“This is just a completely different kettle of fish,” Doyle said in reference to the abundant evidence supporting Aleida’s case.  “This is a criminal case; now you’re talking. The sad thing for me is that she has to present it at the [Inter-American] Commission. This should be at the court of law in Mexico.”


Although there is little chance that the individuals responsible for her parents’ kidnapping will be actually prosecuted through the Inter-American system, Aleida is adamant that her petition before the IACHR will produce important results. “Some of [the perpetrators] are already dead, if not the majority. But I still think that we have to go forward with the case,” she said. “These cases make it possible to regulate the laws so that the same repressive techniques can’t be used again.”

Aleida admitted that there is a lot she hopes to learn while her petition is being considered. “Right now, there’s nothing, I don’t know where they have all that information, there’s nowhere that relatives can go to ask about these cases.”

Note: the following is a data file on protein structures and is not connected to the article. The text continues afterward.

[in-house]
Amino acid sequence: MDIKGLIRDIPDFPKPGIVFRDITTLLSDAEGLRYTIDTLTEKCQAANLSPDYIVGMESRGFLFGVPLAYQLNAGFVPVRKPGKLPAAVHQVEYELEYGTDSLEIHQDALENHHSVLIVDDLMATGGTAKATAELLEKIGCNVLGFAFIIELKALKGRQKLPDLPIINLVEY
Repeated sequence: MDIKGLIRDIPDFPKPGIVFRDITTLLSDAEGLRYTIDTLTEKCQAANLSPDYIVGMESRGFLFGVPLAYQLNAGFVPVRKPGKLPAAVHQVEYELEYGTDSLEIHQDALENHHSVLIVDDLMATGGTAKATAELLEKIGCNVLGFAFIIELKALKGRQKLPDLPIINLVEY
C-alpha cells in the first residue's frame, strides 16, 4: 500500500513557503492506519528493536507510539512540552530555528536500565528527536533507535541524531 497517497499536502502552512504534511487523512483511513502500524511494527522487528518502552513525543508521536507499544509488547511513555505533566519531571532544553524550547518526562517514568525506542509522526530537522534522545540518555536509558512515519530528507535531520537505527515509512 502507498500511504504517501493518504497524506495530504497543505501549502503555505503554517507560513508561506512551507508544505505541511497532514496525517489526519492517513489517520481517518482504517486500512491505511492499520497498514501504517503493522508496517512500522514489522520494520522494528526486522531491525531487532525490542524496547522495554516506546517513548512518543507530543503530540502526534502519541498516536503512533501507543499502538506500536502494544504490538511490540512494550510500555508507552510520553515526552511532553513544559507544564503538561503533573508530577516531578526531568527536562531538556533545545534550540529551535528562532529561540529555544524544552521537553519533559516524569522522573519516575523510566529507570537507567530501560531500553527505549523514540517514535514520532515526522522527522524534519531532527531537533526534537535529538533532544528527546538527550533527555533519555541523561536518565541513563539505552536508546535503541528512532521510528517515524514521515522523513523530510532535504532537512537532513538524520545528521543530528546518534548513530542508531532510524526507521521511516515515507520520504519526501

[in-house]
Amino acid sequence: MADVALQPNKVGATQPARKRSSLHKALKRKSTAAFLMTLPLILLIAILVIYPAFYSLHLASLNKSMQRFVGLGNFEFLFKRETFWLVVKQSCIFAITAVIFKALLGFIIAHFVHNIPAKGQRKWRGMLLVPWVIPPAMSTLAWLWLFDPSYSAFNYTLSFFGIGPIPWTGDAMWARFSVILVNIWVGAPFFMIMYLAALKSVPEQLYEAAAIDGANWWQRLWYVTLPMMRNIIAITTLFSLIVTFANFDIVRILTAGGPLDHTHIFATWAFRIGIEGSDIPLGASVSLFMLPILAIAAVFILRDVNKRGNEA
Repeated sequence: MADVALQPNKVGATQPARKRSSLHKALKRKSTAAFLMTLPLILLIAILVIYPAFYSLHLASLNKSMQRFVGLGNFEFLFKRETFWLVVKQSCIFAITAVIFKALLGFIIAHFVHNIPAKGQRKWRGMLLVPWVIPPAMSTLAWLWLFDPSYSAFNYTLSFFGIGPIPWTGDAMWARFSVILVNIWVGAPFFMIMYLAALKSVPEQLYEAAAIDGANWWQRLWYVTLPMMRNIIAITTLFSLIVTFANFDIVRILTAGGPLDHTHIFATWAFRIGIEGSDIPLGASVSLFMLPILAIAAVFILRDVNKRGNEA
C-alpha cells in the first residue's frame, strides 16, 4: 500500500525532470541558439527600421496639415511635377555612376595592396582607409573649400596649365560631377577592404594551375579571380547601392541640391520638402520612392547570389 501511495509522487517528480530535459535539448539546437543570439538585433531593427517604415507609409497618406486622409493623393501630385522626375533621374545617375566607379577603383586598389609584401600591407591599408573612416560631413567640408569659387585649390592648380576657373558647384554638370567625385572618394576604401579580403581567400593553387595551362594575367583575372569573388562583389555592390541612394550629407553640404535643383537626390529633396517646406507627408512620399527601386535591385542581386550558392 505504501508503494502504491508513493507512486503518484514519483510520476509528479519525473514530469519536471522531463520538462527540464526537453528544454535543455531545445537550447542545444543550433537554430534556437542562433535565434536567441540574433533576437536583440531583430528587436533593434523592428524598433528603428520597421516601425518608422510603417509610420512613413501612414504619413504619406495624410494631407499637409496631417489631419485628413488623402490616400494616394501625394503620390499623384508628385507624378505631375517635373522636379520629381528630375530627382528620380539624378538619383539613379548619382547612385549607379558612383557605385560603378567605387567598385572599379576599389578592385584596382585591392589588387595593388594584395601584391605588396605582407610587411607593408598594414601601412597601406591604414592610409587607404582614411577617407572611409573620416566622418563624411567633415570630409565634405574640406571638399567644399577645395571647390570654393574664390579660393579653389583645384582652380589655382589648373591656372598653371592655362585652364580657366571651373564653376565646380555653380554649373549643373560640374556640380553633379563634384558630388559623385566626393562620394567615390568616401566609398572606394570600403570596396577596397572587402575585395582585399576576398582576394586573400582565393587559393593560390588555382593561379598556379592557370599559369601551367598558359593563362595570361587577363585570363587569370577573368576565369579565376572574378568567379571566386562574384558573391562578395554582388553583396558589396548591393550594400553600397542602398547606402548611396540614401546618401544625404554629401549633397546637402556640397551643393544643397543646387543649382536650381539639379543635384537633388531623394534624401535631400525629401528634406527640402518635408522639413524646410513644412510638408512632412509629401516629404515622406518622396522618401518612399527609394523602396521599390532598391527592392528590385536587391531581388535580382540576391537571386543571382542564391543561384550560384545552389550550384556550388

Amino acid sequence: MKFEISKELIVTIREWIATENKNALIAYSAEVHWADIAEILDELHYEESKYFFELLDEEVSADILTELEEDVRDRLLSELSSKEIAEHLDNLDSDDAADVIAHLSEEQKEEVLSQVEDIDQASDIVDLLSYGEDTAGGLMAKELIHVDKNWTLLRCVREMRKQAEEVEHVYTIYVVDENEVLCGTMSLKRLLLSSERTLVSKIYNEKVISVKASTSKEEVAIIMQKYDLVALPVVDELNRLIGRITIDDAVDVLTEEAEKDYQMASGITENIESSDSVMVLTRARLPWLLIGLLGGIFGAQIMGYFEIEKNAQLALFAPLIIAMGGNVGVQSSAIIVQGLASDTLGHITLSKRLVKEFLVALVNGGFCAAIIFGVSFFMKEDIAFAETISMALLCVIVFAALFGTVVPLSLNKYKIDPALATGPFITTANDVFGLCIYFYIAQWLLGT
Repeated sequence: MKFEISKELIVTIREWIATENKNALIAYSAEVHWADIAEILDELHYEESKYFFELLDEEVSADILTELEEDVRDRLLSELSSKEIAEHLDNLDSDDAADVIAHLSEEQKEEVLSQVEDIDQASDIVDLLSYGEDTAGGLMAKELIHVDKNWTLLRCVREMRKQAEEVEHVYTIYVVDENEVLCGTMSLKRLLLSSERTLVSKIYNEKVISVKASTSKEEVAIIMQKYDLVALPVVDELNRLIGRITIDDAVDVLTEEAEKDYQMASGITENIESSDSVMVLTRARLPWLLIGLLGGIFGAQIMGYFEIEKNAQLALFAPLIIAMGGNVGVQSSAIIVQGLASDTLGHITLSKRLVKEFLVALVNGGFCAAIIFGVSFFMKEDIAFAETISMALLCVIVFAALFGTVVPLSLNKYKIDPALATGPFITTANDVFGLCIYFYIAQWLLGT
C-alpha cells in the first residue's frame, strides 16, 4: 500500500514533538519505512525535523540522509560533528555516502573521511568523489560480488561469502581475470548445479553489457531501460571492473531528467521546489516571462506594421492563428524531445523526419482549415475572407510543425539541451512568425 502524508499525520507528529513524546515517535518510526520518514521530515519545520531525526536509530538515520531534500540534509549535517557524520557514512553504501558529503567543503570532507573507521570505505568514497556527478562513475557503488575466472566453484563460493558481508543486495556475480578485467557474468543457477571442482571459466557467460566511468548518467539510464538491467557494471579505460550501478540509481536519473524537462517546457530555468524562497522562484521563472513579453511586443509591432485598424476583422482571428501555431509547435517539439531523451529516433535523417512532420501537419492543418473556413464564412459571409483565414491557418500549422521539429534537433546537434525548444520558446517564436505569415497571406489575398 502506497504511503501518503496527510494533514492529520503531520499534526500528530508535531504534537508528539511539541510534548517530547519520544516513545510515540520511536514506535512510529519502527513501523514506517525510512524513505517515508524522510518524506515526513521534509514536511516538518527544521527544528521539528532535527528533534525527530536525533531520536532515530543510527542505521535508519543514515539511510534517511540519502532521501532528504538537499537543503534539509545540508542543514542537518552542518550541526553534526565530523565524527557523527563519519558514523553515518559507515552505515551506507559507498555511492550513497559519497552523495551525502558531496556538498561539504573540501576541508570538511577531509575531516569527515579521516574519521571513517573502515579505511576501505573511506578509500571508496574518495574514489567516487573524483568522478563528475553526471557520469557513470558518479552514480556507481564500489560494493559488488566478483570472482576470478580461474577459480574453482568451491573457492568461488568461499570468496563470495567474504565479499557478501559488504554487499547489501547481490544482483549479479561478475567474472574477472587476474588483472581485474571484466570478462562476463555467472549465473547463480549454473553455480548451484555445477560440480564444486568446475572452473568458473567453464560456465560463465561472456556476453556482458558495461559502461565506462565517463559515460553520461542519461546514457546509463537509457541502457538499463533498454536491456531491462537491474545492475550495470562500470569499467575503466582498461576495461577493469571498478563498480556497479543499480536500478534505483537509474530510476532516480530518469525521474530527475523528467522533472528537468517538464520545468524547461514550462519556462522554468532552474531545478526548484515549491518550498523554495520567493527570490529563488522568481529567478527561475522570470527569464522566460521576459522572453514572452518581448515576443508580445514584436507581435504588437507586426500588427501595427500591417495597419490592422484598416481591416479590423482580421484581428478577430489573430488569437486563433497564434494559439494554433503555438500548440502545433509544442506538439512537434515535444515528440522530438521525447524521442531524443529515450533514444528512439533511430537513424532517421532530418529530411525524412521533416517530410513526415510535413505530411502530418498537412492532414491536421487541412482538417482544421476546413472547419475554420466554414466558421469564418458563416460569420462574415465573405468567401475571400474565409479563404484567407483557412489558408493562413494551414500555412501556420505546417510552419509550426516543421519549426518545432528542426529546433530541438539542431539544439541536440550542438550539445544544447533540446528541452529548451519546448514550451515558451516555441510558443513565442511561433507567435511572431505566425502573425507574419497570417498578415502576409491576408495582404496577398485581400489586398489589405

If Aleida’s experience is any indication, the relatives of Mexico’s disappeared have few if any resources available within the country to pursue their cases. After FEMOSPP was dissolved in 2006, the office of Mexico’s General Prosecutor (PGR) presumably assumed FEMOSPP’s investigatory responsibilities. But no cases have been brought by the PGR on behalf of the disappeared since then.  PGR spokeswoman Liliana Macias said that FEMOSPP had been absorbed by the PGR, but was unfamiliar with Aleida’s case. “These people have full possession of their rights,” Macias said, referring to Aleida and her family, “and one of the things those in full possession of their rights need to do is write a letter to the PGR asking for information about the missing people, and the General Prosecutor will direct them according to the information and the case.  That is the resource that they have.”